Compare any two graphics cards:
GeForce 8600 GT 512MB DDR2 vs Radeon HD 5450
IntroThe GeForce 8600 GT 512MB DDR2 has a GPU core speed of 540 MHz, and the 512 MB of DDR2 RAM is set to run at 400 MHz through a 128-bit bus. It also is made up of 32 Stream Processors, 16 Texture Address Units, and 8 Raster Operation Units.
Compare all that to the Radeon HD 5450, which uses a 40 nm design. AMD has set the core frequency at 650 MHz. The DDR3 RAM runs at a frequency of 800 MHz on this model. It features 80(16x5) SPUs along with 8 Texture Address Units and 4 ROPs.
Power Usage and Theoretical Benchmarks
Power Consumption (Max TDP)
Both cards have the exact same memory bandwidth, so theoretically they should have identical performance. (explain)
Texel RateThe GeForce 8600 GT 512MB DDR2 will be quite a bit (more or less 66%) better at texture filtering than the Radeon HD 5450. (explain)
Pixel RateThe GeForce 8600 GT 512MB DDR2 should be a lot (about 66%) faster with regards to AA than the Radeon HD 5450, and capable of handling higher resolutions more effectively. (explain)
Please note that the above 'benchmarks' are all just theoretical - the results were calculated based on the card's specifications, and real-world performance may (and probably will) vary at least a bit.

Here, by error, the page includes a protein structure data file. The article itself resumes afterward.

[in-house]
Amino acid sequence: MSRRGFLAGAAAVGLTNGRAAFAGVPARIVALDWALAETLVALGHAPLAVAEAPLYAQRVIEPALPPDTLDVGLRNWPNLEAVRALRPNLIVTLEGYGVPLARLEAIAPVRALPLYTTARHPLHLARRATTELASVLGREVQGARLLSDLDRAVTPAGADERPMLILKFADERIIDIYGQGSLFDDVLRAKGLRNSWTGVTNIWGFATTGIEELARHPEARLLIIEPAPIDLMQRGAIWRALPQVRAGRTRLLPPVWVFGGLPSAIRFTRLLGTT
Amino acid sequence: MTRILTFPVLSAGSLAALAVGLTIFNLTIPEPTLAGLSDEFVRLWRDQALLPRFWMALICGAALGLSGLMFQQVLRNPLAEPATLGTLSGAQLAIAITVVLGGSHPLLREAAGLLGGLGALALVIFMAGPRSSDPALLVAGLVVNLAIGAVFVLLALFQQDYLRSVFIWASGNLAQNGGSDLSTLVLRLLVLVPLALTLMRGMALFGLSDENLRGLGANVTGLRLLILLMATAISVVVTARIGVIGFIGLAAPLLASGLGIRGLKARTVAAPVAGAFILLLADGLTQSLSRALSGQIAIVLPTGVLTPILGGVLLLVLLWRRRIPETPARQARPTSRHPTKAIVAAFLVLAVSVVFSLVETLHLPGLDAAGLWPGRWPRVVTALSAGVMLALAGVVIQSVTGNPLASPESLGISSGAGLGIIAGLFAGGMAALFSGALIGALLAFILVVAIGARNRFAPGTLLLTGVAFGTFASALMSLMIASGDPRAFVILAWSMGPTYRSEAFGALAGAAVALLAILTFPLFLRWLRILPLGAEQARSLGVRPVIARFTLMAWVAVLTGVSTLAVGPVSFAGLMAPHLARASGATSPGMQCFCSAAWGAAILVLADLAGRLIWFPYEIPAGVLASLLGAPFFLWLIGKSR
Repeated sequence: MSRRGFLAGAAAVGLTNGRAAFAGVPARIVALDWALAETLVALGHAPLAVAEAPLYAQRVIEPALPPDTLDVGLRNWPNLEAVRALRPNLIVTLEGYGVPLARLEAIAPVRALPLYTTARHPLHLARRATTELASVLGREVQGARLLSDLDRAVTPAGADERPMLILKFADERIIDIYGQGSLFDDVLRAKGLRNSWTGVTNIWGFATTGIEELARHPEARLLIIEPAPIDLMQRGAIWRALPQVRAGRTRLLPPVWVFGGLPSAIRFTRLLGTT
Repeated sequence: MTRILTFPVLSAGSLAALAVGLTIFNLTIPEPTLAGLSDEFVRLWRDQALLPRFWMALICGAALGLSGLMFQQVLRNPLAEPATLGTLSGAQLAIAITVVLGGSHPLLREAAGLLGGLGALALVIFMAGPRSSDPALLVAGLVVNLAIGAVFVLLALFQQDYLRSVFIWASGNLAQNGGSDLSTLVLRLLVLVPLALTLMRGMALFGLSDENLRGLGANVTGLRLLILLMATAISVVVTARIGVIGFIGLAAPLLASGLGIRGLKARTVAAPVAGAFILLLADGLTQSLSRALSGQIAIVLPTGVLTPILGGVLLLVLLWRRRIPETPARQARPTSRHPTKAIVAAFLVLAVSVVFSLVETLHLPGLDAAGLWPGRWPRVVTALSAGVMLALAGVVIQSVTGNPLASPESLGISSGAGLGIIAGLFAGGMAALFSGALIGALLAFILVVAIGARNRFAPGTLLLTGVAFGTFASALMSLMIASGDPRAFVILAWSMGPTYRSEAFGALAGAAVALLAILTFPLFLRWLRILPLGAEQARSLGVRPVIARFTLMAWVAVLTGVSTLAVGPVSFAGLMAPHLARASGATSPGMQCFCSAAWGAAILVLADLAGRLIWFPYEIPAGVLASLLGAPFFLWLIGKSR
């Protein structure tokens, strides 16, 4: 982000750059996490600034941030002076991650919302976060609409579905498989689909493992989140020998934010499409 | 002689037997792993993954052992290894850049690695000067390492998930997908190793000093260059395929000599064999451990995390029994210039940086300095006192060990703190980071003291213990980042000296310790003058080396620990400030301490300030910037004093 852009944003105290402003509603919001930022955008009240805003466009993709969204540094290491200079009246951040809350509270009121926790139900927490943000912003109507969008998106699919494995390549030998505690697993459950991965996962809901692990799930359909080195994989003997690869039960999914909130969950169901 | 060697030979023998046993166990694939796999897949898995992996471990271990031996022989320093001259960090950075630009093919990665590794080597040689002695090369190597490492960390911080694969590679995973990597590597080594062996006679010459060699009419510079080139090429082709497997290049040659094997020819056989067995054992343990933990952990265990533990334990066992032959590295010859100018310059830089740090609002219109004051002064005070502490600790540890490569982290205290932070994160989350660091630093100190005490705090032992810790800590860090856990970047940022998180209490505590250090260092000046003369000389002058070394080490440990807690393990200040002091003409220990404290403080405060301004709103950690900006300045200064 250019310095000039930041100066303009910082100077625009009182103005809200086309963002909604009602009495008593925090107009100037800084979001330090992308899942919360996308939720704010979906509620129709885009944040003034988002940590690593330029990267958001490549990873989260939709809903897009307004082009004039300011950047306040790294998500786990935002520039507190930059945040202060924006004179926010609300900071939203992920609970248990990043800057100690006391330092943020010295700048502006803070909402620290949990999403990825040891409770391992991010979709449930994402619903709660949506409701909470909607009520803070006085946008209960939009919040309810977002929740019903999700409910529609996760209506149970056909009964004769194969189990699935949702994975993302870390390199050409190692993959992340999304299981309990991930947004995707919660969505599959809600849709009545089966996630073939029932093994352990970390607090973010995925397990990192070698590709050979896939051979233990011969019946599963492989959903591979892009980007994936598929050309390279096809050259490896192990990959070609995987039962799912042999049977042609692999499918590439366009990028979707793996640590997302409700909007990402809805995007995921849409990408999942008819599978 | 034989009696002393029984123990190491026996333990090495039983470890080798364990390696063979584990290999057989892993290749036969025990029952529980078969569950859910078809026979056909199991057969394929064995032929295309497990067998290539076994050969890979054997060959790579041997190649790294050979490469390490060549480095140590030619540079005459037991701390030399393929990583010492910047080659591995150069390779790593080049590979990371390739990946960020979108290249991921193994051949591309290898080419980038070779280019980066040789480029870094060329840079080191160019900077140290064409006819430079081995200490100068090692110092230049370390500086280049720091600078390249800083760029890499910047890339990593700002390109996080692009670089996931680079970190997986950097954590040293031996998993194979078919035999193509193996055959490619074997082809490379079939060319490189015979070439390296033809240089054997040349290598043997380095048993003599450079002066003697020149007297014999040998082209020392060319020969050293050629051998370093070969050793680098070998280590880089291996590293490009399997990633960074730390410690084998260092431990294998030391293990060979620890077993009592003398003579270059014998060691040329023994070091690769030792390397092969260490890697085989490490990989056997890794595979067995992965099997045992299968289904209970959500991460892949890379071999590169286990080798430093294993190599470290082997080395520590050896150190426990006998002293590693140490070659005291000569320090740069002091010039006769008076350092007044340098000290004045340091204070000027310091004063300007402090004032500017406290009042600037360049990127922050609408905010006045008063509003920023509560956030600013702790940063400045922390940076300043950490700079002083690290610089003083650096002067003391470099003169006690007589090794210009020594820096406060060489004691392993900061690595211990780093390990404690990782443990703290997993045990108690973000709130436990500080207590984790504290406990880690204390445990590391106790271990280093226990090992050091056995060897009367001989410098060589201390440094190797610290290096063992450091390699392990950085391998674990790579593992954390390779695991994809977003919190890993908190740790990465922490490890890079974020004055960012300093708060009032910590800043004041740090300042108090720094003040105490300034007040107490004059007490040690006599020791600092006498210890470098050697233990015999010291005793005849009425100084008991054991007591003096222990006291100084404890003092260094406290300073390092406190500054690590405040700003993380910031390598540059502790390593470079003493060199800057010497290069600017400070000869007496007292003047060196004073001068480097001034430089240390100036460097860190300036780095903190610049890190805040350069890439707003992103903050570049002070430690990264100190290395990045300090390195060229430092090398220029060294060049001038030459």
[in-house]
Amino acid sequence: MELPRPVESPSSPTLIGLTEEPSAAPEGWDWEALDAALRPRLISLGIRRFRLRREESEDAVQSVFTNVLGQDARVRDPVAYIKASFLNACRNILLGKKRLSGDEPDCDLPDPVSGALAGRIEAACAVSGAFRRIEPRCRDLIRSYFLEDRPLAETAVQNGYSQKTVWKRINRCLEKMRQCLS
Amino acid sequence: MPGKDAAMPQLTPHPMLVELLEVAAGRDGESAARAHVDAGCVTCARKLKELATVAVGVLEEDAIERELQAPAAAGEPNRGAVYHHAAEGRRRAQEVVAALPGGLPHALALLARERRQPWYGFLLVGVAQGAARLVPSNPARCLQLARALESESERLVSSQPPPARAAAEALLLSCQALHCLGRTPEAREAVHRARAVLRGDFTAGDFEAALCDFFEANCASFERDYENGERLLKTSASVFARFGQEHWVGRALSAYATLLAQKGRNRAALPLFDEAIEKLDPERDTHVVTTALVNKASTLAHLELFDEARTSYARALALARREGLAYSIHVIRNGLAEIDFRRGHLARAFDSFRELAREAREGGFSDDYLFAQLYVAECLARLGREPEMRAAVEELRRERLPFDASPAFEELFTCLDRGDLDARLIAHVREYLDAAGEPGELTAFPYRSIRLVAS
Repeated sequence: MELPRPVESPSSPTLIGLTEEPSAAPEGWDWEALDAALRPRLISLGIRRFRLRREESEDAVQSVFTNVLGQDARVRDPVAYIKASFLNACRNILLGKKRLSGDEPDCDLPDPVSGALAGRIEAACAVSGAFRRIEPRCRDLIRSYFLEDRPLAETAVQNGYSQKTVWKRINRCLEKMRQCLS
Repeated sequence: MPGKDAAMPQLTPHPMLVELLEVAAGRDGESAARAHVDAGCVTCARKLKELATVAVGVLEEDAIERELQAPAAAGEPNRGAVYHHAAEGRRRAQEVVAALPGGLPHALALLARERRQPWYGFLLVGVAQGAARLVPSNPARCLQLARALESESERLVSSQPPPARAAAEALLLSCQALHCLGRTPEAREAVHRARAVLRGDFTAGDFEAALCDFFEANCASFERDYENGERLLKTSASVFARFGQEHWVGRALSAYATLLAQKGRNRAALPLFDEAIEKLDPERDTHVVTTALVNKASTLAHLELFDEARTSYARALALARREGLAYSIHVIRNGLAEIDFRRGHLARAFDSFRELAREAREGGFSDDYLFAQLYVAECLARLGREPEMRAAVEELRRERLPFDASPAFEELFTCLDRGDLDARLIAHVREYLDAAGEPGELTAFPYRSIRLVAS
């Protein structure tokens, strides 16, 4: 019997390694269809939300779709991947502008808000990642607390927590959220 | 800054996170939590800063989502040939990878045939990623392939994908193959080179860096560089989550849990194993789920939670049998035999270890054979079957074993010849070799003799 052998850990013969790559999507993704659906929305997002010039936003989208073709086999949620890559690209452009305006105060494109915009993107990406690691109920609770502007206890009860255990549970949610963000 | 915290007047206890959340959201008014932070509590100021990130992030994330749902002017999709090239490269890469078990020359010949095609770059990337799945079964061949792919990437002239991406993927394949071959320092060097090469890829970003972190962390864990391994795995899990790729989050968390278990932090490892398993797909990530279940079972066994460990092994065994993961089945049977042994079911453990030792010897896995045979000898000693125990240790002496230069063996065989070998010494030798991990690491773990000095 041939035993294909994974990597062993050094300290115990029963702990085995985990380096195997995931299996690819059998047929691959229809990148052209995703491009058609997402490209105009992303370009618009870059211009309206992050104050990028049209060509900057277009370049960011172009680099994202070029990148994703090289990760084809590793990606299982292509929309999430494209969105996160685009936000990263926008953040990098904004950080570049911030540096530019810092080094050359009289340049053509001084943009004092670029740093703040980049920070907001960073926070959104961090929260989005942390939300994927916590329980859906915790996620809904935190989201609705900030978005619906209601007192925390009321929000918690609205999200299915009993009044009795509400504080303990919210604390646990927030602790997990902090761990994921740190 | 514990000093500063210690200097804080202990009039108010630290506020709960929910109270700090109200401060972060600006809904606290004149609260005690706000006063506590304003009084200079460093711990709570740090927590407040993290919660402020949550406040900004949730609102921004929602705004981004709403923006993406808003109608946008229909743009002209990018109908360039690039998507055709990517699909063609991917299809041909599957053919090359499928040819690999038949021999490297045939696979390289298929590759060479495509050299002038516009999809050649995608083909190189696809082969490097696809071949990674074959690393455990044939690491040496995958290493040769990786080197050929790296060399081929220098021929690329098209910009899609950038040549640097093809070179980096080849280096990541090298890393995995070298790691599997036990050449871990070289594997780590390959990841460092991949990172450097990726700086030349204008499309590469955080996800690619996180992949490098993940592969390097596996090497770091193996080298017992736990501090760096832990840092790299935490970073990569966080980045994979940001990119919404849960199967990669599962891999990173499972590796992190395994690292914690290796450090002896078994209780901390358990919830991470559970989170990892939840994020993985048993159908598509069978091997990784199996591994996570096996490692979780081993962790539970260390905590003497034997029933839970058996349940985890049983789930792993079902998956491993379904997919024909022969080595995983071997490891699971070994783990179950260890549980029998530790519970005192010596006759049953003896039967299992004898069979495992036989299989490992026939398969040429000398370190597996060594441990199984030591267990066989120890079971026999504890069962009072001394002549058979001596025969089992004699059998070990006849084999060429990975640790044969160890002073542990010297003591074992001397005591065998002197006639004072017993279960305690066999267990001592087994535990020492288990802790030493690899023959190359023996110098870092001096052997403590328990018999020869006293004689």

Please note that the price comparisons are based on search keywords - sometimes it might show cards with very similar names that are not exactly the same as the one chosen in the comparison. We do try to filter out the wrong results as best we can, though.
Memory Bandwidth: Memory bandwidth is the maximum amount of data (measured in megabytes per second) that can be transported past the external memory interface within a second. The number is worked out by multiplying the interface width by the speed of its memory. If the card has DDR type RAM, the result should be multiplied by 2 once again. If DDR5, multiply by 4 instead. The better the memory bandwidth, the better the card will be in general. It especially helps with anti-aliasing, HDR and higher screen resolutions.
Texel Rate: Texel rate is the maximum amount of texture map elements (texels) that are applied per second. This number is worked out by multiplying the total texture units by the core speed of the chip. The higher this number, the better the card will be at handling texture filtering (anisotropic filtering - AF). It is measured in millions of texels in one second.
Pixel Rate: Pixel rate is the most pixels that the graphics card could possibly write to its local memory per second - measured in millions of pixels per second. Pixel rate is worked out by multiplying the amount of colour ROPs by the the card's clock speed. ROPs (Raster Operations Pipelines - also called Render Output Units) are responsible for filling the screen with pixels (the image). The actual pixel output rate also depends on quite a few other factors, especially the memory bandwidth - the lower the memory bandwidth is, the lower the ability to get to the maximum fill rate.